SAN DIEGO — Walter Redondo has built a successful career as a professional painter with much of his work featured in local San Diego galleries. But he only changed his strokes after hitting his breaking point in another successful career on the tennis court.
“Sometimes a painting isn’t necessarily a painting, it’s just what it may convey in a person and where they are and what they’re going through,” Redondo said.
Those who engage with his art don’t have to understand it, but it’s Redondo’s hope that his abstract craft will offer others a new perspective. “I am painting to have something beautiful, but painting something more that is very gritty is something I totally believe in,” Redondo said. “When I go to paint, I’m looking for my voice — not someone else’s voice, but what I can put forth that will hopefully have an effect on someone else.”
The 61-year-old self-taught artist left behind a professional tennis career to pursue his passion. In the late 1970s, Redondo ranked number one in the country as a junior before playing several years on the Association of Tennis Professionals world tour.
“I would use art as relaxation after I would get off the court training,” Redondo said. “I would notice that, while I was painting, time would stand still and I would just get lost for hours.”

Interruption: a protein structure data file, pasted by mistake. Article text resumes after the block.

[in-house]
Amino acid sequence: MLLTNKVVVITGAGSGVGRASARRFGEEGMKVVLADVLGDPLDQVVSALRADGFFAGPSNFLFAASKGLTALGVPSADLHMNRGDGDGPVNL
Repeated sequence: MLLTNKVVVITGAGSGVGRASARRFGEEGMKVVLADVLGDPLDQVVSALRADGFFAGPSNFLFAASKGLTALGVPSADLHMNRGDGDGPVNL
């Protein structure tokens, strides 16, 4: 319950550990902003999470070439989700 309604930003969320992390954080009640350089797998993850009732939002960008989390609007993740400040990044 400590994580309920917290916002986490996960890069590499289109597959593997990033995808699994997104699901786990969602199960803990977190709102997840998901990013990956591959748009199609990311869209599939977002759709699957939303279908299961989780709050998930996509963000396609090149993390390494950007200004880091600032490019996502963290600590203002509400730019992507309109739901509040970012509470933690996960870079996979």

Eventually he lost the heart for tennis and fear slowly seeped into his career, limiting his ability to compete at the level that was expected. At 27 years old, Redondo decided to trade his tennis racket for a paint brush.
“I was telling my wife Maureen that when I start to paint, I’m going to paint totally free, like a child,” Redondo said. “I’m not going to concern myself with the things that I had in tennis. I’m going to get there on the canvas and become a kid. And that’s what happened.”
But the Spring Valley resident didn’t abandon tennis entirely. Redondo coaches tennis at St. Augustine High School, where he’s combined his artistic vision with teaching.
“What I’m looking for is to be able to bring out that excellence in an individual as a coach. I think that, when I go to do what I do, I’m always striving for that next level,” he said. “So I’m always looking for that next level in coaching as well.”
Whether it’s thousands of hours spent playing tennis or thousands of strokes on a canvas, an evolving perspective remains constant.
“When I see something, I just now have to move into it — and I’m either going to move with fear or absolute faith,” Redondo said. “This is very similar to the tennis court. When I think about the similarity between what I’m doing on the court, I start with one stroke and end with one stroke and all the things that are attached in the center are very similar: the focus, the intuition, the involvement.”